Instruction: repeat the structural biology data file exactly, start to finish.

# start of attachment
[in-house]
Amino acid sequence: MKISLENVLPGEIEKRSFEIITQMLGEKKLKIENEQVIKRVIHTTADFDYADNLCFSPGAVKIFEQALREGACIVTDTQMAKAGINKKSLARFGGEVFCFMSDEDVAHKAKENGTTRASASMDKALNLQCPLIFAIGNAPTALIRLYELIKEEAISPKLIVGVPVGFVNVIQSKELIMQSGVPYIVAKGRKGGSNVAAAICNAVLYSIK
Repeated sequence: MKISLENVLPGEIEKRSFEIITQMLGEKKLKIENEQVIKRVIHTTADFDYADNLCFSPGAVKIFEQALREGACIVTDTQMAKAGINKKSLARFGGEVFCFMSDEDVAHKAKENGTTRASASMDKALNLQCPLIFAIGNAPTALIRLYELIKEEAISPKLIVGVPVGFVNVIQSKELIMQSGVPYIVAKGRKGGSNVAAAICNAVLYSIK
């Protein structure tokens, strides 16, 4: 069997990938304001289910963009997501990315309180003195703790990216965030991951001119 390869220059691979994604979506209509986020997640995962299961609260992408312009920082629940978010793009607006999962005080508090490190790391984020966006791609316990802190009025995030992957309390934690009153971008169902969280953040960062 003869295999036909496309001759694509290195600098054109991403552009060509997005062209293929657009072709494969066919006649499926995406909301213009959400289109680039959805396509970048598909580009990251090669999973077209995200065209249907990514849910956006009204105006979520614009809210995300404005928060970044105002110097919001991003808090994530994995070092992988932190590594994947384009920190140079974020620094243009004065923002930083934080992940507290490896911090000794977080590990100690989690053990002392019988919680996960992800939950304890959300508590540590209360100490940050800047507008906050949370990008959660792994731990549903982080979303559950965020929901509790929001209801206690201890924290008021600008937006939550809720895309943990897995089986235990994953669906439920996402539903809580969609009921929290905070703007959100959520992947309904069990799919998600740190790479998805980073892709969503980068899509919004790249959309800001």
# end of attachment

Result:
[in-house]
Amino acid sequence: MKISLENVLPGEIEKRSFEIITQMLGEKKLKIENEQVIKRVIHTTADFDYADNLCFSPGAVKIFEQALREGACIVTDTQMAKAGINKKSLARFGGEVFCFMSDEDVAHKAKENGTTRASASMDKALNLQCPLIFAIGNAPTALIRLYELIKEEAISPKLIVGVPVGFVNVIQSKELIMQSGVPYIVAKGRKGGSNVAAAICNAVLYSIK
Repeated sequence: MKISLENVLPGEIEKRSFEIITQMLGEKKLKIENEQVIKRVIHTTADFDYADNLCFSPGAVKIFEQALREGACIVTDTQMAKAGINKKSLARFGGEVFCFMSDEDVAHKAKENGTTRASASMDKALNLQCPLIFAIGNAPTALIRLYELIKEEAISPKLIVGVPVGFVNVIQSKELIMQSGVPYIVAKGRKGGSNVAAAICNAVLYSIK
């Protein structure tokens, strides 16, 4: 069997990938304001289910963009997501990315309180003195703790990216965030991951001119 390869220059691979994604979506209509986020997640995962299961609260992408312009920082629940978010793009607006999962005080508090490190790391984020966006791609316990802190009025995030992957309390934690009153971008169902969280953040960062 003869295999036909496309001759694509290195600098054109991403552009060509997005062209293929657009072709494969066919006649499926995406909301213009959400289109680039959805396509970048598909580009990251090669999973077209995200065209249907990514849910956006009204105006979520614009809210995300404005928060970044105002110097919001991003808090994530994995070092992988932190590594994947384009920190140079974020620094243009004065923002930083934080992940507290490896911090000794977080590990100690989690053990002392019988919680996960992800939950304890959300508590540590209360100490940050800047507008906050949370990008959660792994731990549903982080979303559950965020929901509790929001209801206690201890924290008021600008937006939550809720895309943990897995089986235990994953669906439920996402539903809580969609009921929290905070703007959100959520992947309904069990799919998600740190790479998805980073892709969503980068899509919004790249959309800001």